Higher gasoline prices helped push the cost of living along the Wasatch Front up 0.3 percent in February after January's 0.6 percent increase, according to a report by Wells Fargo & Co.
Gasoline prices along the Wasatch Front soared a whopping 28 cents to an average $1.69 a gallon in March over January's pump prices.
Nationally, gasoline prices have increased 38.3 percent since September, according to the U.S. Labor Department.
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Cost of living index
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But the higher transportation costs may be short-lived, as falling crude oil prices and a commitment by OPEC to increase output ease pressure.
In early trading Friday, the price of light sweet crude oil for April delivery was down $1.21 at $27.40 a barrel on the New York Mercantile Exchange. As recently as last month, crude oil prices were above $35 a barrel.
Aside from transportation costs, clothing and utilities also showed gains in February, up 0.8 percent and 0.4 percent, respectively.
Housing costs along the Wasatch Front dropped 1 percent, mainly attributable to lower rental charges. Grocery costs also reported a decline of 1.1 percent.
The non-seasonally adjusted cost of living index put together by Wells Fargo tracks the costs of 10 spending categories in a typical family budget.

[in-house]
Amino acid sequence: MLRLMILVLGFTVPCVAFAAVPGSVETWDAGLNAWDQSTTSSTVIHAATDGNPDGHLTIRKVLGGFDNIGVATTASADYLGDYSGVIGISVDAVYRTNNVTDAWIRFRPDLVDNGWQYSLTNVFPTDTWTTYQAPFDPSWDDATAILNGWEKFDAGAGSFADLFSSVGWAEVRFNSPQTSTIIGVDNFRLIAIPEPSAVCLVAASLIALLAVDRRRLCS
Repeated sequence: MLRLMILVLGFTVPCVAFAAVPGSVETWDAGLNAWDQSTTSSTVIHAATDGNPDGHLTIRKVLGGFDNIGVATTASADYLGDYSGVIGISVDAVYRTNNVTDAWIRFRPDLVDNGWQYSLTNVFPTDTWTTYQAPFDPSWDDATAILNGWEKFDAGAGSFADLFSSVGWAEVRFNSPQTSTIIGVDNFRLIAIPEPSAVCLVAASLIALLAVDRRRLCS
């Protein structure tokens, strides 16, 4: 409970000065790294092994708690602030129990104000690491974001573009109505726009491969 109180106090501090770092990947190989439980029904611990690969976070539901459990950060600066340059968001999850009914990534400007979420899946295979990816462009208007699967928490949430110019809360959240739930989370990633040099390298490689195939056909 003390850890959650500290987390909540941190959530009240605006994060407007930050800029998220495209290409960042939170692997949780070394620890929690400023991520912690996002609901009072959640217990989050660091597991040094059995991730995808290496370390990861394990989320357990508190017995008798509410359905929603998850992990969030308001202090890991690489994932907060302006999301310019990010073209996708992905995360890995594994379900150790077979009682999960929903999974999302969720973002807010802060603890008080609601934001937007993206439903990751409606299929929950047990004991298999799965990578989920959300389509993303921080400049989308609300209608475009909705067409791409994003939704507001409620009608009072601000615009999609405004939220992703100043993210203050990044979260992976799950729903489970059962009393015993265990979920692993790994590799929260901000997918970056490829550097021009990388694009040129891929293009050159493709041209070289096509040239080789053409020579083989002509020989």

Local prices in other categories — health care, dining out, education and communication, recreation, and other goods and services — remained flat.
Nationally, the Consumer Price Index for all urban consumers increased 0.8 percent in February, before seasonal adjustment (0.6 percent seasonally adjusted), the largest rise in two years, the Labor Department reported Friday.
Excluding increases in energy prices, the "core" rate of inflation inched up just 0.1 percent for the second straight month. That suggested that most other prices are well behaved.
While the rise in all consumer prices was slightly faster than the 0.5 percent increase economists were expecting, the showing on the "core" inflation rate was a bit better than the 0.2 percent rise that was forecast.
Transportation costs across the country have risen 7 percent over the past six months, largely the result of worries preceding this week's U.S.-led attack in Iraq.
Contributing: The Associated Press